We are all hard wired to boast. We were made to boast. We were made to boast in Christ because we were made for Him (Colossians 1:16). The problem is that our boasting compass is off; off from birth. We boast in ourselves, in others, in things, and in accomplishments. The worst kind of boasting is religious boasting because it is blasphemous to exalt ourselves in the name of exalting God.
What corrects this boasting problem that we all have by nature? It is not fixed by ceasing to boast; that is impossible. The solution is to boast in Christ, the One we were made for. But how do we boast in Christ instead of ourselves? The only thing that rectifies our boasting is peering at the cross of Christ in faith. Paul displays for us this solution that transforms our sinful boasting into Christ-centered boasting:
But may it never be that I would boast, except in the cross of our Lord Jesus Christ, through which the world has been crucified to me, and I to the world (Galatians 6:14).
This is a week that we can and should make sure that our boasting is truly centered upon the Christ of the cross. True victory in the Christian life is always in tandem with a true boasting in the cross of Christ.
There is another way to say this from the perspective of the world: True victory in the Christian life is always related to our boasting in what is foolish.
For the word of the cross is foolishness to those who are perishing, but to us who are being saved it is the power of God (1 Corinthians 1:18)
The message of the cross, the gospel, is folly to those who are perishing. They look at the cross and merely see a martyr, a victim, or a madman; they certainly do not see any wisdom in Jesus hanging on the cross. It is very clear when someone truly grasps the gospel because they start delighting in what is foolish to those who are perishing. They start boasting in what is foolish to the world. They look at the cross and they do not see a martyr, a victim, or a madman, they see the Son of God in human flesh willingly laying down His own life for His enemies. Their eyes have been opened to the fact that on the cross there was a great exchange that took place:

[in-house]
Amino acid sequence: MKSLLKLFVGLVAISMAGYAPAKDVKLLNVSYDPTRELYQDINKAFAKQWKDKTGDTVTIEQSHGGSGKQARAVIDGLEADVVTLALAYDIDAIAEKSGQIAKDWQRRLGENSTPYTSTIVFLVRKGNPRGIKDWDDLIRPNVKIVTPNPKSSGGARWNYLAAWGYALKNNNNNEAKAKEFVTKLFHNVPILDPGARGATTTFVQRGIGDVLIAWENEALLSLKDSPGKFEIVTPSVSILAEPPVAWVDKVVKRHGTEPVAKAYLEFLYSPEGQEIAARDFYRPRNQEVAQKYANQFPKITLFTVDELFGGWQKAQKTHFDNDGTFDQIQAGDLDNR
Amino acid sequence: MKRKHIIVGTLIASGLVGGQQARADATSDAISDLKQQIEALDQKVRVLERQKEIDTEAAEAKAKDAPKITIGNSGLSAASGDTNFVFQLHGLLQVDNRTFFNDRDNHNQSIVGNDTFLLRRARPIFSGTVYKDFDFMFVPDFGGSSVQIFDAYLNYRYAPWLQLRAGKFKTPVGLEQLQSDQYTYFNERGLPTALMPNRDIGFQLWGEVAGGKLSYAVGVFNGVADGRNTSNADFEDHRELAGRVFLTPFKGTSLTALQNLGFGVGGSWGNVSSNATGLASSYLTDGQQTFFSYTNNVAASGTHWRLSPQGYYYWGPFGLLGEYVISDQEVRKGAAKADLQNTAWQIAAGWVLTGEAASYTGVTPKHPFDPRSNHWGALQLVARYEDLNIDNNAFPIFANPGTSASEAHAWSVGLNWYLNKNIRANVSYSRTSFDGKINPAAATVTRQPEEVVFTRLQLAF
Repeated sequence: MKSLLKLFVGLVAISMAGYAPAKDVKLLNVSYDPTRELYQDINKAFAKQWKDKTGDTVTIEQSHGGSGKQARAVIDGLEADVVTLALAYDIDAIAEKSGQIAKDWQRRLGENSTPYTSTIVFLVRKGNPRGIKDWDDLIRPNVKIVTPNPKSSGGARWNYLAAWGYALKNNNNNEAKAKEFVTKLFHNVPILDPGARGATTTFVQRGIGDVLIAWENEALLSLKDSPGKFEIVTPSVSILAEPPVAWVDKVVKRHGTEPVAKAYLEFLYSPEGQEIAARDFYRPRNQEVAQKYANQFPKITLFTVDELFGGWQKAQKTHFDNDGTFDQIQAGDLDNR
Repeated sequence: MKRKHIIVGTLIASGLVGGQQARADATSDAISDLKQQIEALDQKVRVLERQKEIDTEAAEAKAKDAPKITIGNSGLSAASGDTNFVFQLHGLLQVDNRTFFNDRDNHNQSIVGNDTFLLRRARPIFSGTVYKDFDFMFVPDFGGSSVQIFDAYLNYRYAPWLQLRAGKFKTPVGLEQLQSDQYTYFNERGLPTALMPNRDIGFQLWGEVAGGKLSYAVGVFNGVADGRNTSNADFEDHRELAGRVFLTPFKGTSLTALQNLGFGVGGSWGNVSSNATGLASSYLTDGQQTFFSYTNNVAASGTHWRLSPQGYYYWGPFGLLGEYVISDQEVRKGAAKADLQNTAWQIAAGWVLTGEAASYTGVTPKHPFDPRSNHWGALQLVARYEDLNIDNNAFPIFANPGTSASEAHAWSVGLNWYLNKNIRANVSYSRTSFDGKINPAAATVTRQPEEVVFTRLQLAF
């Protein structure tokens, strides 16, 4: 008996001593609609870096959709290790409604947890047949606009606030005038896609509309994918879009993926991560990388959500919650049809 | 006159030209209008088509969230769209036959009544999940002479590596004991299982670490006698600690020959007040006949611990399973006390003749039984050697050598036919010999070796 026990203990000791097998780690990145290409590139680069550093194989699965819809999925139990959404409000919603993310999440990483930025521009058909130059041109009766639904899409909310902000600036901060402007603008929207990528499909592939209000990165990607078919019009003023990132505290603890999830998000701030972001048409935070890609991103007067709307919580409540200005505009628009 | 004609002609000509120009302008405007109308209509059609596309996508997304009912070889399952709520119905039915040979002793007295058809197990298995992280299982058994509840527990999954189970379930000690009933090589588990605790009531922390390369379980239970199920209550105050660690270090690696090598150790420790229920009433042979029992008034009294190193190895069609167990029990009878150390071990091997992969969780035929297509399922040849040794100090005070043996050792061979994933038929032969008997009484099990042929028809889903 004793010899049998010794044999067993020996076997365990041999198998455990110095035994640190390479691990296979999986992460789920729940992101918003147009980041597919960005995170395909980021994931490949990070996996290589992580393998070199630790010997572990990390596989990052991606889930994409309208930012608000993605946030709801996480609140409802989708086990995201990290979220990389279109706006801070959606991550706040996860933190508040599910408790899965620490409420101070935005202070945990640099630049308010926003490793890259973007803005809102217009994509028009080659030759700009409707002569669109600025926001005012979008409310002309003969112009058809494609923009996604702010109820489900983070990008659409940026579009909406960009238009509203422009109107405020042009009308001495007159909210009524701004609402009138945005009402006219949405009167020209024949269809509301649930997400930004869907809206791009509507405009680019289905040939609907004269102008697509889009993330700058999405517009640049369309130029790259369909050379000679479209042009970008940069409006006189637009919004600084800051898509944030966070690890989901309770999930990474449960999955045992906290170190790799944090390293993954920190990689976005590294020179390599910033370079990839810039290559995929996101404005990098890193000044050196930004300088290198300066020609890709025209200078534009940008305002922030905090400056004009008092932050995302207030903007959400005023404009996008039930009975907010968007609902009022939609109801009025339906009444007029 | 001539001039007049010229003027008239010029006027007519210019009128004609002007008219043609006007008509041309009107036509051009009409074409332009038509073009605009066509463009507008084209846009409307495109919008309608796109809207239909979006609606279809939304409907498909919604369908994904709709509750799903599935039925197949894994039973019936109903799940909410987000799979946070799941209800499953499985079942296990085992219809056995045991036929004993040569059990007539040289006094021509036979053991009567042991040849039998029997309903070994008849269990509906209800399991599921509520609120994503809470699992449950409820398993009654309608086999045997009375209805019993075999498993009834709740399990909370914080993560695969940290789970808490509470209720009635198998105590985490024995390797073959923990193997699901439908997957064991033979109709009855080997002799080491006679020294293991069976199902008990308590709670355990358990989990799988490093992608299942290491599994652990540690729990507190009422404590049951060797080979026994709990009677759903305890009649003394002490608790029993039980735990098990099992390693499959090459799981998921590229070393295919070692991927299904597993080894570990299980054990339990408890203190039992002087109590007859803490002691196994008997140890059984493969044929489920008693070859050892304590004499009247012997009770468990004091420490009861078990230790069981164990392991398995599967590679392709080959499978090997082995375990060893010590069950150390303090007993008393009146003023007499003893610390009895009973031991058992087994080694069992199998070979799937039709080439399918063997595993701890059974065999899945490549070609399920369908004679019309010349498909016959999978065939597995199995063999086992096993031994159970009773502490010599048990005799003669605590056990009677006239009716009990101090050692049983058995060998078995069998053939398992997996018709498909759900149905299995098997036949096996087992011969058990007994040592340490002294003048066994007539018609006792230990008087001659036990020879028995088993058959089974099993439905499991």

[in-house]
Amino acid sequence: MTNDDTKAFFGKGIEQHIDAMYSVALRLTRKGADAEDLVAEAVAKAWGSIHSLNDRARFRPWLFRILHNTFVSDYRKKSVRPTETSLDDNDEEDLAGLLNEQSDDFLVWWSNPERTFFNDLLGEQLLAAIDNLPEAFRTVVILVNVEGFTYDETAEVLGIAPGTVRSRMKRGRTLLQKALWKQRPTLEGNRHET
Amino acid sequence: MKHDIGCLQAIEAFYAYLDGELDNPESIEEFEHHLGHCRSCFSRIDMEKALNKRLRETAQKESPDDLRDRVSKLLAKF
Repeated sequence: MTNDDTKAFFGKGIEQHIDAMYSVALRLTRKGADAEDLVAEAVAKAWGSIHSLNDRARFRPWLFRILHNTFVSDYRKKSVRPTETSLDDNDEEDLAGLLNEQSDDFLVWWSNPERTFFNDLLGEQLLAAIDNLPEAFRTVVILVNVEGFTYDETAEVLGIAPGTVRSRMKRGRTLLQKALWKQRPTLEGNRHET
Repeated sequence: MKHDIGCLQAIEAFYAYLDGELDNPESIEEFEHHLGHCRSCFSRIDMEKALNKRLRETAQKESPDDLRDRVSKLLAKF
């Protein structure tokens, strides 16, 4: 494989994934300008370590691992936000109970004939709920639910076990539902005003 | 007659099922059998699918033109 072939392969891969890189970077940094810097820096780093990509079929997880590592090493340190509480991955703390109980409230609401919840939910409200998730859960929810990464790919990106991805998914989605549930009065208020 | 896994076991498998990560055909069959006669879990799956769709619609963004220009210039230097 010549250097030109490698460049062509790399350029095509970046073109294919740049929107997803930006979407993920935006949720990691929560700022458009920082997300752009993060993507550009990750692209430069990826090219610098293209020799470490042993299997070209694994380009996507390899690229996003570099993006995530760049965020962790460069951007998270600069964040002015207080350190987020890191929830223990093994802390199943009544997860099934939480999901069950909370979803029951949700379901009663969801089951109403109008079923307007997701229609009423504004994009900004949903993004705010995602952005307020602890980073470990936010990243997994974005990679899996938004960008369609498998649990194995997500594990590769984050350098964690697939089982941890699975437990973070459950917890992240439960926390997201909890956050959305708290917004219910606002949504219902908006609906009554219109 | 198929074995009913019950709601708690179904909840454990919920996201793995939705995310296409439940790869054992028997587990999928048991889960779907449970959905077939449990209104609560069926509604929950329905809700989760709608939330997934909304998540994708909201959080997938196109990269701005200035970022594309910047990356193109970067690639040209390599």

His robes for mine: God’s justice is appeased.
Jesus is crushed, and thus the Father’s pleased.
Christ drank God’s wrath on sin, then cried “Tis done!”
Sin’s wage is paid; propitiation won.
The very heart of Christianity is foolishness to the unredeemed human heart.
For since in the wisdom of God the world through its wisdom did not come to know God, God was well-pleased through the foolishness of the message preached to save those who believe (1 Corinthians 1:21)
The message is foolishness and the proclaiming of the message of the cross is foolishness to those who are perishing, but God is “well-pleased” to save those who believe.
Do you look at the cross of Christ and boast in God’s wisdom in providing for your salvation? On the cross do you see God’s holiness because His holiness must be satisfied? On the cross do you see your wretched sin because the very Son of God had to be lifted up to die in your place? On the cross do you see God’s love because the Son of Man had to be lifted up on account of God’s love for you (John 3:15-16)?
If you do, then be wise, keep boasting in the foolish. And as you consider the cross this week, remember, Sunday is coming. This One who is folly to the world did not stay on the cross and He did not stay in the tomb. Sunday is coming.
 His Robes for Mine by Chris Anderson